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The Flemmish Pjeroo Robjee is first of all a writer and secondly a painter. As a writer he is considered to be the Flemmish James Joyce. This is not what i want to write about, but i want to introduce Robjee as a painter to you. Robjee has followed some day courses in painting and started to paint in a very personal way, inventing his own style . What does it look like?… i can not describe it , but i encounter something of illustrations in his paintings. The use of Pop Art colors combined with the simplicity of Botero. Shake it and the result is Robjee.

This mix of styles resulted in an invitation by the Belgian gallery Lens Fine art , where he had at least 2 exhibitions in 1975 and 1977. Both publications with these Robjee shows are available at www.ftn-books.com.

I really do not know what to think about these Robjee paintings, but somehow they fascinate me and must be considered as an important cultural heritage for Belgium since Robjee is an important writer who had also another quality…. he made some great timeless paintings that still fascinate.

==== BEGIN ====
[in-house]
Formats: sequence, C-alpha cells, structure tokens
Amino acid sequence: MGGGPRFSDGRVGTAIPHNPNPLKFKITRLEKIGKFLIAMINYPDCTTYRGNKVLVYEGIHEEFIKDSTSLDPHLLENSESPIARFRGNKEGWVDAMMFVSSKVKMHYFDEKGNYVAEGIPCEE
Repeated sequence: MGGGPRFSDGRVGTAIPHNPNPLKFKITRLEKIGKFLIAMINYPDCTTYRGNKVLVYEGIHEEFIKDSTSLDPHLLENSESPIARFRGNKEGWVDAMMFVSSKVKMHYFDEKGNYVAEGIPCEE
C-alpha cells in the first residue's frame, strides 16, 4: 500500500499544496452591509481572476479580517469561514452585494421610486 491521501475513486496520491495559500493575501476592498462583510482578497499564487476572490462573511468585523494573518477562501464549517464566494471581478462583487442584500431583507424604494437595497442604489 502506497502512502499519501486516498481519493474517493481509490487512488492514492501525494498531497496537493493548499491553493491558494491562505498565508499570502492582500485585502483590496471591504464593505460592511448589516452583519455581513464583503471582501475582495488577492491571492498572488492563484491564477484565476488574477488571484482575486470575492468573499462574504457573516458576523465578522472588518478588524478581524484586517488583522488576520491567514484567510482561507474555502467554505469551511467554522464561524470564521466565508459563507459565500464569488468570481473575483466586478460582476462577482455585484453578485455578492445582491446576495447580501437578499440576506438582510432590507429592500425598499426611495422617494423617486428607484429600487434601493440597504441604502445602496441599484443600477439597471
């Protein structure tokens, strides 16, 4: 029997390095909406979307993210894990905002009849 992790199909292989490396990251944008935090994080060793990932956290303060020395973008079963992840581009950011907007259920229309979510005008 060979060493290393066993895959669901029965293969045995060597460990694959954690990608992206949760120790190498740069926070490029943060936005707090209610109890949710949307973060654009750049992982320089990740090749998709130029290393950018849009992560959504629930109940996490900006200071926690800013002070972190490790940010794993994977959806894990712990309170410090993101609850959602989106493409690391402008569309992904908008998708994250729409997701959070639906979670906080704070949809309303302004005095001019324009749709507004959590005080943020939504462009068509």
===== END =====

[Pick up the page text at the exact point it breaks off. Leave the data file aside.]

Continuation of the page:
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Rene Daniels (1950)

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His first exhibition was in Dusseldorf in 1977, but he nver joined the NEUE WILDEN . A group of painters who were in vogue in those days. He felt himself more comfortable when compared with painters like Broodthaers and Picabia, who had an extra layer in their paintings.

His paintings look abstract, but when you study them in more detail you see that they are a complete abstract reproduction of reality. . Piccadilly/London, WTC New York and old houses in Gent can all be distinguished when you look long enough at the paintings.

The paintings look simple, but in reality they are very thought over and are complex and typical Daniels.